Bruce Bochy told Jeremy Affeldt to get ready early, which in Affeldt’s world means putting on a knee brace before the middle innings. One wouldn’t think Affeldt would need to be reminded to wear that brace, but he does. It wasn’t surrounding his knee when he sprained it on March 22, which led to a stint on the disabled list to start the 2014 season. Why did he go brace-free during that particular exhibition game?
“I … didn’t have an answer for them there,” Affeldt said. “So it’s kind of a pie in my face on that one.”
It’s that part of Affeldt’s personality that makes him an easy target for Bochy (who enjoys needling Affeldt), the rest of the team, and Giants fans. But when the Giants needed a reliever in the most important game of the season, Bochy knew Affeldt was the guy. Affeldt, ahead of a two-time Cy Young winner and several other accomplished hurlers in that bullpen. One look at the numbers and it’s pretty clear why.
After pitching 2 1/3 scoreless innings last night in relief of Tim Hudson, who inexplicably lost his release point in the second inning, Affeldt’s postseason statistics are staggering. His ERA is 0.86 over 31 1/3 innings. He gave up a home run in his first playoff appearance, against the Phillies in 2007 as a member of the Rockies. No homers since in 32 appearances. He ran his scoreless innings streak to 23.1 innings last night, and last night’s outing was his longest in October.
He teared up after the game. Why? Only he could tell you all the reasons, but he voiced one in particular. Affeldt pitched the game of his life in the city where his career began and was nearly derailed. He was both a starter and a closer as a young Kansas City Royal, and his numbers got progressively worse in his third, fourth and fifth seasons, until he was dealt to the Colorado Rockies midway through year five. He turned things around in his one full season with the Rockies. A solid season in Cincinnati followed, then he signed with the Giants in 2009.
“This is a really, really big deal for me,” he told Fox’s Ken Rosenthal while choking up, more than a little bit. “This is probably my favorite because I started with the Royals and it was a tough time for me. So to come back here and to feel this, and all three of my boys have championship rings. That means a lot to me.”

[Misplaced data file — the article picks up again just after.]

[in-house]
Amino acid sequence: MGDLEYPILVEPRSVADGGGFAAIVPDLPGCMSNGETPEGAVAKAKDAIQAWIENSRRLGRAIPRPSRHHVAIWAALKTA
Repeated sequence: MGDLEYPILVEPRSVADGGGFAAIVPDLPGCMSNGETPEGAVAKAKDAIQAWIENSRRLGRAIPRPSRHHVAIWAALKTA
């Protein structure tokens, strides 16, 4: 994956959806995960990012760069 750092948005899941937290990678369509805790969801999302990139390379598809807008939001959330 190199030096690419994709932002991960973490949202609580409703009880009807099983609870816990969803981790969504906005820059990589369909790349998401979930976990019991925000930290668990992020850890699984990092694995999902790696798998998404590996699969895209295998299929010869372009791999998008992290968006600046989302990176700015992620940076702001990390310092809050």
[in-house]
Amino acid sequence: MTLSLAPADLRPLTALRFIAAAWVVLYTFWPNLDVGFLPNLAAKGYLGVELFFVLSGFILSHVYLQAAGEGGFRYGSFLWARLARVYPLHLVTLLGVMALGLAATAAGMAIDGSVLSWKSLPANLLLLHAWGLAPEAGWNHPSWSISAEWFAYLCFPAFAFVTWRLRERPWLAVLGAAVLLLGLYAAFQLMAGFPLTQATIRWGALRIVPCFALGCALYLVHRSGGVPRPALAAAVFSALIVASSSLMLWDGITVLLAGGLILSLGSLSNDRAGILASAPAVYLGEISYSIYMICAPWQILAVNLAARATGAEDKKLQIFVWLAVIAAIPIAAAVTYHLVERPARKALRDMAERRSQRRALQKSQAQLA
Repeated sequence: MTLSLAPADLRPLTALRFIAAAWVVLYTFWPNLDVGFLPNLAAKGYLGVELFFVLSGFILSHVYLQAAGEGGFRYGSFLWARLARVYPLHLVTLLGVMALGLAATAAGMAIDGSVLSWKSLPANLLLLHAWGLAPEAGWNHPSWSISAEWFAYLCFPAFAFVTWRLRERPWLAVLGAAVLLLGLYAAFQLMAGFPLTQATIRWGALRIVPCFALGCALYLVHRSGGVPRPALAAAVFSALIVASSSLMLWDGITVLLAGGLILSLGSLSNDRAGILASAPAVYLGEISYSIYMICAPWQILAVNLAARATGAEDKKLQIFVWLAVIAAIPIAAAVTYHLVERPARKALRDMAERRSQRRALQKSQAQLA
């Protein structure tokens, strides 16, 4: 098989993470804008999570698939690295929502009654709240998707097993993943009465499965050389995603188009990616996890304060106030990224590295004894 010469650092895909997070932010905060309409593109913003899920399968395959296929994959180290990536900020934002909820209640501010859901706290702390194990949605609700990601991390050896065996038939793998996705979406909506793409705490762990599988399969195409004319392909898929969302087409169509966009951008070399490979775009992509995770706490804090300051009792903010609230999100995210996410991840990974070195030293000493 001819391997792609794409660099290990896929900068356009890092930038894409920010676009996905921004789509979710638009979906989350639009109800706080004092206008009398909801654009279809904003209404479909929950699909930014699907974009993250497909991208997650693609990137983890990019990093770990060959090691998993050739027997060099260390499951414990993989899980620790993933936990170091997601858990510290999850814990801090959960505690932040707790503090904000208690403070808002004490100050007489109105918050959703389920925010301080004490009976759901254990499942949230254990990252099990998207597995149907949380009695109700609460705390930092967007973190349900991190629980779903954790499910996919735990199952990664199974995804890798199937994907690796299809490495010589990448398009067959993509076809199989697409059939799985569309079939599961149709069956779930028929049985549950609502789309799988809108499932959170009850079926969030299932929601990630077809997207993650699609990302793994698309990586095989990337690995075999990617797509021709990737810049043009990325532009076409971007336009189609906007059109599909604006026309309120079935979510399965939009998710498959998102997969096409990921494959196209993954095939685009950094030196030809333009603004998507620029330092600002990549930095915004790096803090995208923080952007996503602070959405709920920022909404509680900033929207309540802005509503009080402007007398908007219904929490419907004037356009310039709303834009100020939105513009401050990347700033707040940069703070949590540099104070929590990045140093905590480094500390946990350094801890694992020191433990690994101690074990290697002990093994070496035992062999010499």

It wouldn’t have been possible without Madison Bumgarner’s historic five-inning outing to get the save, but Affeldt was awarded the win after some deliberation. It was the second postseason win of his career. The first came in Game 5 of the 2014 NLCS and took just one out, a comebacker from Oscar Taveras.
Last night’s performance was just what the Giants needed, and it was as drama-packed as this team’s season and Affeldt’s off-the-field adventures. He kept the ball in the park as usual, but he also got a ton of help from his infielders. He ended the second inning on a force out at second, a great play by Brandon Crawford to beat Alcides Escobar after fielding Nori Aoki’s high chopper off that rock-hard Kauffman Stadium infield. Joe Panik helped erase Lorenzo Cain’s single to lead off the third with a glove assist to start one of the best double plays in franchise history. Affelt started the fourth by hitting Alex Gordon in the back with a wayward curveball, a moment that sent Tim Lincecum to the bullpen mound (after Hunter Strickland reminded Lincecum to take off the ridiculous beanie sitting on top of his cap). Affeldt only needed one pitch to induce another 4-6-3 double play. After a grounder to Pablo Sandoval off the bat of Mike Moustakas, Affeldt handed the baton to Bumgarner.
“In 2012 we won it with a pretty good staff, and today had to win it with Bum,” said Affeldt. “That’s the best performance I’ve ever seen in playoff … ever.”
Bumgarner and Christy Mathewson are the best postseason pitchers in franchise history. But if we’re ranking the best full-time relievers based on their playoff efforts in a Giants uniform, Affeldt is at the top.